Determining the levels of the specific autophagy substrate p62 is becoming a standard assay to estimate basal autophagy rates. [7] Western blots are the most widely used experimental setup to detect endogenous p62 levels with the possibility to distinguish soluble and aggregated forms using differential detergent extractions, but these experiments are simply not feasible in studies that involve genetic mosaic animals. Here we presented evidence that an immunostaining approach is similarly effective as western blots to detect even subtle changes of p62 aggregation in the larval fat body, and it can actually provide additional information compared with western blots, as the number, size and intracellular distribution of these aggregates are all detected this way. We recommend using a p62-specific antibody rather than a constitutively overexpressed GFP-tagged reporter as the latter led to extensive self-aggregation and also increased the level of the endogenous protein, because of which the size and number of p62 aggregates were no longer indicative of autophagic activity. Still, comparing GFP signal intensities may yield qualitatively similar information to data obtained by looking at endogenous p62 levels in some but not all cases. Endogenous p62 protein levels may also be influenced by changes unrelated to autophagy, which should not be a problem with a tagged reporter expressed from an artificial promoter. In addition to comparing fluorescence intensities of p62-GFP expressing cell clones, a probably more reliable approach is to follow the generation of free GFP produced by autolysosomal degradation in western blots of larvae expressing p62-GFP by a tissue-specific promoter. Alternatively, p62-GFP expression can be induced by a heat shock in mutant animals and the decay of the tagged protein followed in western blots or microscopy to measure tagged p62 half-life in a pulse-chase assay. This a very efficient method to determine flux during basal or starvation-induced autophagy in cultured cells. [7] Regarding endogenous p62 expression, we found that it is transcriptionally upregulated 4.8-fold in larval fat body cells in response to a 4-hour starvation, [14] and a similar starvation-induced upregulation is also obvious on western blots. Interestingly, starvation mainly increases soluble p62 levels and decreases the amount of the aggregated fraction. [4] This observation also suggests that evaluation of endogenous p62 aggregates is a reliable measure of autophagic flux.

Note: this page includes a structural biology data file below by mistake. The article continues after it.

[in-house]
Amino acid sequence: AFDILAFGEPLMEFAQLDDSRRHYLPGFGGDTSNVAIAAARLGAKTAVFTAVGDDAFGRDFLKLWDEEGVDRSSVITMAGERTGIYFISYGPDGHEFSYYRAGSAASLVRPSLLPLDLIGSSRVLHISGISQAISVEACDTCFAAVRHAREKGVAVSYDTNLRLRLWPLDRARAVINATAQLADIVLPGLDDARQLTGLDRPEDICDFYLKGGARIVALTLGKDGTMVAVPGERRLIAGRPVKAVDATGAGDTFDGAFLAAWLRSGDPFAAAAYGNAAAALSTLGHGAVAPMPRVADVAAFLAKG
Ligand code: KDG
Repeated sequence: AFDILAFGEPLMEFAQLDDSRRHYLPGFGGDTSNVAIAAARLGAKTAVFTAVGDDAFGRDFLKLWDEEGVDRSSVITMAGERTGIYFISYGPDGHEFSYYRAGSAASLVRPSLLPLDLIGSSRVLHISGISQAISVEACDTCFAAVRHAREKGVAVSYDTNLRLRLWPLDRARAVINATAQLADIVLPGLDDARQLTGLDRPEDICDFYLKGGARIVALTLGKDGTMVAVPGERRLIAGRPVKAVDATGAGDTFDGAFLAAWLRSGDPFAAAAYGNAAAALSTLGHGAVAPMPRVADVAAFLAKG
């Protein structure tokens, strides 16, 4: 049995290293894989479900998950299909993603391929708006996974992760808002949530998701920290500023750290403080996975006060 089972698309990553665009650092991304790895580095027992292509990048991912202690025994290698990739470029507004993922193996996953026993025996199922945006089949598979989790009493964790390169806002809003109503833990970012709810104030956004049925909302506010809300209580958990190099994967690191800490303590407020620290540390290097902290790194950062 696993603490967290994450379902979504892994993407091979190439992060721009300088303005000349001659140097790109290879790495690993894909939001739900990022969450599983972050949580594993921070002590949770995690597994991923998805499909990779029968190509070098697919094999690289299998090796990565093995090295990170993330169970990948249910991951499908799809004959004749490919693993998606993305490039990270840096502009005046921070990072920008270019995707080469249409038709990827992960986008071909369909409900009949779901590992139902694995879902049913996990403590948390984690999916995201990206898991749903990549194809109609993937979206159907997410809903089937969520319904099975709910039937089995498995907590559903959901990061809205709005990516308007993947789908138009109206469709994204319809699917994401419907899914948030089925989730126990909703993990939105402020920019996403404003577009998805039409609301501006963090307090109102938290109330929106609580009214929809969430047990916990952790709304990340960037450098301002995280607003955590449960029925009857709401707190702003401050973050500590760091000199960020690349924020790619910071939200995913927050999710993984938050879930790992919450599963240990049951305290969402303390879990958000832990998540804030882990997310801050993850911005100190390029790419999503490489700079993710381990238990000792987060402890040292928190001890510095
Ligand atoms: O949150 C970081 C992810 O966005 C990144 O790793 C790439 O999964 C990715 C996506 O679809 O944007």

In case of autophagy induced by a certain stimulus such as starvation, levels of proteins required for autophagy at the time of the stimulus and during the response are critical determinants of the magnitude of autophagy that follows. In contrast, p62 levels are also strongly influenced by basal autophagic activity, so formation of excess p62 aggregates is a progressive, time-dependent process. Therefore, duration of a certain treatment or effective gene silencing by RNAi has a major impact on this type of assay. In line with that, we have shown here that p62 levels may remain normal despite a strong block of starvation-induced autophagy if the onset of efficient gene knockdown is delayed during larval Drosophila development. Based on these observations, the perdurance of maternally supplied gene products during development may also account for some of the differences seen in p62 levels in different Atg mutants.

Additionally, certain problems may arise when using overexpressed reporter transgenes for autophagy. First, overexpressed Atg8a reporters were found to be captured in overexpressed p62 aggregates, giving a false impression of increased autophagy. Second, overexpression of an Atg8a reporter may genetically rescue the partial loss of a gene as seen in case of Atg4a, again complicating the interpretation of potentially contradicting results. While the examples shown here may be rare, we have seen several instances when inactivation of certain genes led to such a high accumulation of endogenous p62 aggregates that sequestered Atg8a reporter molecules, and overexpressed Atg8a reporters also seemed to genetically rescue the effect of a number of RNAi lines on autophagy.

Finally, although our experiments involved fat body cells of Drosophila larvae, we are convinced that the results and limitations presented here will be applicable to most cells and organisms used in autophagy research.